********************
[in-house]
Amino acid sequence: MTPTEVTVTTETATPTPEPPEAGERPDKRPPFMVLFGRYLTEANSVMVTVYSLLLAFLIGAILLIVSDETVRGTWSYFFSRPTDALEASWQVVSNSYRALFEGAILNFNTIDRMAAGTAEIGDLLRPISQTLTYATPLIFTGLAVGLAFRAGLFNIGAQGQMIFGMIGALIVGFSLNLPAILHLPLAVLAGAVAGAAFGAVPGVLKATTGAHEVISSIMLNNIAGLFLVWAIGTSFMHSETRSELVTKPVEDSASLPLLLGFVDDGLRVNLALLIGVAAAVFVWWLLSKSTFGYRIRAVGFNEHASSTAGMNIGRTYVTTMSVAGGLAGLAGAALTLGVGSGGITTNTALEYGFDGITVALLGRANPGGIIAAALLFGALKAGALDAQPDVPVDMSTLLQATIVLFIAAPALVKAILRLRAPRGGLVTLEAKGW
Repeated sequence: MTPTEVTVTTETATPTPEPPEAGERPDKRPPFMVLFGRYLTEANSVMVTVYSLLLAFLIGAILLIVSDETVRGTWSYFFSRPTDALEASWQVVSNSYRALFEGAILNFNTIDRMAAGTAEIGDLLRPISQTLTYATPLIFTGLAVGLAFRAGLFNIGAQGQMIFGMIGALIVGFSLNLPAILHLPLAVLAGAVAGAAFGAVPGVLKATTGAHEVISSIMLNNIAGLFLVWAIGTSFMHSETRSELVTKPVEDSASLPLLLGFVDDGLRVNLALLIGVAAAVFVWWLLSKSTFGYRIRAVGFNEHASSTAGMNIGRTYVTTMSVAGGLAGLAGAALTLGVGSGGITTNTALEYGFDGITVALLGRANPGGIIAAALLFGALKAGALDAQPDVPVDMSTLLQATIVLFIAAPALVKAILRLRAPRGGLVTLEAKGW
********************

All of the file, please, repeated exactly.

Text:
[in-house]
Amino acid sequence: MTPTEVTVTTETATPTPEPPEAGERPDKRPPFMVLFGRYLTEANSVMVTVYSLLLAFLIGAILLIVSDETVRGTWSYFFSRPTDALEASWQVVSNSYRALFEGAILNFNTIDRMAAGTAEIGDLLRPISQTLTYATPLIFTGLAVGLAFRAGLFNIGAQGQMIFGMIGALIVGFSLNLPAILHLPLAVLAGAVAGAAFGAVPGVLKATTGAHEVISSIMLNNIAGLFLVWAIGTSFMHSETRSELVTKPVEDSASLPLLLGFVDDGLRVNLALLIGVAAAVFVWWLLSKSTFGYRIRAVGFNEHASSTAGMNIGRTYVTTMSVAGGLAGLAGAALTLGVGSGGITTNTALEYGFDGITVALLGRANPGGIIAAALLFGALKAGALDAQPDVPVDMSTLLQATIVLFIAAPALVKAILRLRAPRGGLVTLEAKGW
Repeated sequence: MTPTEVTVTTETATPTPEPPEAGERPDKRPPFMVLFGRYLTEANSVMVTVYSLLLAFLIGAILLIVSDETVRGTWSYFFSRPTDALEASWQVVSNSYRALFEGAILNFNTIDRMAAGTAEIGDLLRPISQTLTYATPLIFTGLAVGLAFRAGLFNIGAQGQMIFGMIGALIVGFSLNLPAILHLPLAVLAGAVAGAAFGAVPGVLKATTGAHEVISSIMLNNIAGLFLVWAIGTSFMHSETRSELVTKPVEDSASLPLLLGFVDDGLRVNLALLIGVAAAVFVWWLLSKSTFGYRIRAVGFNEHASSTAGMNIGRTYVTTMSVAGGLAGLAGAALTLGVGSGGITTNTALEYGFDGITVALLGRANPGGIIAAALLFGALKAGALDAQPDVPVDMSTLLQATIVLFIAAPALVKAILRLRAPRGGLVTLEAKGW